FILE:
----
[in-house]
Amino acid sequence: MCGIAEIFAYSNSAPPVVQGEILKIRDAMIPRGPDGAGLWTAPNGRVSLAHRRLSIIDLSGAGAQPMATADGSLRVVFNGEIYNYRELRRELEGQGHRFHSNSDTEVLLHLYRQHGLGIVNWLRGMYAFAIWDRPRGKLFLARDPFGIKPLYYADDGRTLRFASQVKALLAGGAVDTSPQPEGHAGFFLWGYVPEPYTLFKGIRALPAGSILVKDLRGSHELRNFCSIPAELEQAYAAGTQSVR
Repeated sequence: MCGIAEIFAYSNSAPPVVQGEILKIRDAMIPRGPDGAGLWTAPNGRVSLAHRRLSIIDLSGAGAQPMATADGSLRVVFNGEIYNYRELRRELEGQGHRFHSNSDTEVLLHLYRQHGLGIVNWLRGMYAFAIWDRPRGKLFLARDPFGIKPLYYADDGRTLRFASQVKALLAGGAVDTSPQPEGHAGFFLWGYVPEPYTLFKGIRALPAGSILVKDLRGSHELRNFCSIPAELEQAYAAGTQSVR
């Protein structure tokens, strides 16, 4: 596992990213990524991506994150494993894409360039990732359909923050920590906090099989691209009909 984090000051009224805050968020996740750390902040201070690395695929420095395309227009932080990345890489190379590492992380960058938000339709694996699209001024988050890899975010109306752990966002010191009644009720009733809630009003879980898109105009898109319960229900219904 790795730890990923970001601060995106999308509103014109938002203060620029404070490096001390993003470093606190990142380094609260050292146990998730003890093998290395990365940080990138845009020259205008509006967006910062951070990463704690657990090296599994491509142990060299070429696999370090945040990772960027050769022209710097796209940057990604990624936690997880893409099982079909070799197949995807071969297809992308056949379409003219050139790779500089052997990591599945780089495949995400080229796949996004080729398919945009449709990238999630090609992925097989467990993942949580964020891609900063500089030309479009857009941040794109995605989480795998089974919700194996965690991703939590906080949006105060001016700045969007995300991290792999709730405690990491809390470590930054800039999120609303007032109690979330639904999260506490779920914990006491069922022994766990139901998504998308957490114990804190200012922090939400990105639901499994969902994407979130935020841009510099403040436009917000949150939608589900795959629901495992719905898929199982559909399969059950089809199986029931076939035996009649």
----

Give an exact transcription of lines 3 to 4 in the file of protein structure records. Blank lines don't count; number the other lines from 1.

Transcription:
Repeated sequence: MCGIAEIFAYSNSAPPVVQGEILKIRDAMIPRGPDGAGLWTAPNGRVSLAHRRLSIIDLSGAGAQPMATADGSLRVVFNGEIYNYRELRRELEGQGHRFHSNSDTEVLLHLYRQHGLGIVNWLRGMYAFAIWDRPRGKLFLARDPFGIKPLYYADDGRTLRFASQVKALLAGGAVDTSPQPEGHAGFFLWGYVPEPYTLFKGIRALPAGSILVKDLRGSHELRNFCSIPAELEQAYAAGTQSVR
């Protein structure tokens, strides 16, 4: 596992990213990524991506994150494993894409360039990732359909923050920590906090099989691209009909 984090000051009224805050968020996740750390902040201070690395695929420095395309227009932080990345890489190379590492992380960058938000339709694996699209001024988050890899975010109306752990966002010191009644009720009733809630009003879980898109105009898109319960229900219904 790795730890990923970001601060995106999308509103014109938002203060620029404070490096001390993003470093606190990142380094609260050292146990998730003890093998290395990365940080990138845009020259205008509006967006910062951070990463704690657990090296599994491509142990060299070429696999370090945040990772960027050769022209710097796209940057990604990624936690997880893409099982079909070799197949995807071969297809992308056949379409003219050139790779500089052997990591599945780089495949995400080229796949996004080729398919945009449709990238999630090609992925097989467990993942949580964020891609900063500089030309479009857009941040794109995605989480795998089974919700194996965690991703939590906080949006105060001016700045969007995300991290792999709730405690990491809390470590930054800039999120609303007032109690979330639904999260506490779920914990006491069922022994766990139901998504998308957490114990804190200012922090939400990105639901499994969902994407979130935020841009510099403040436009917000949150939608589900795959629901495992719905898929199982559909399969059950089809199986029931076939035996009649």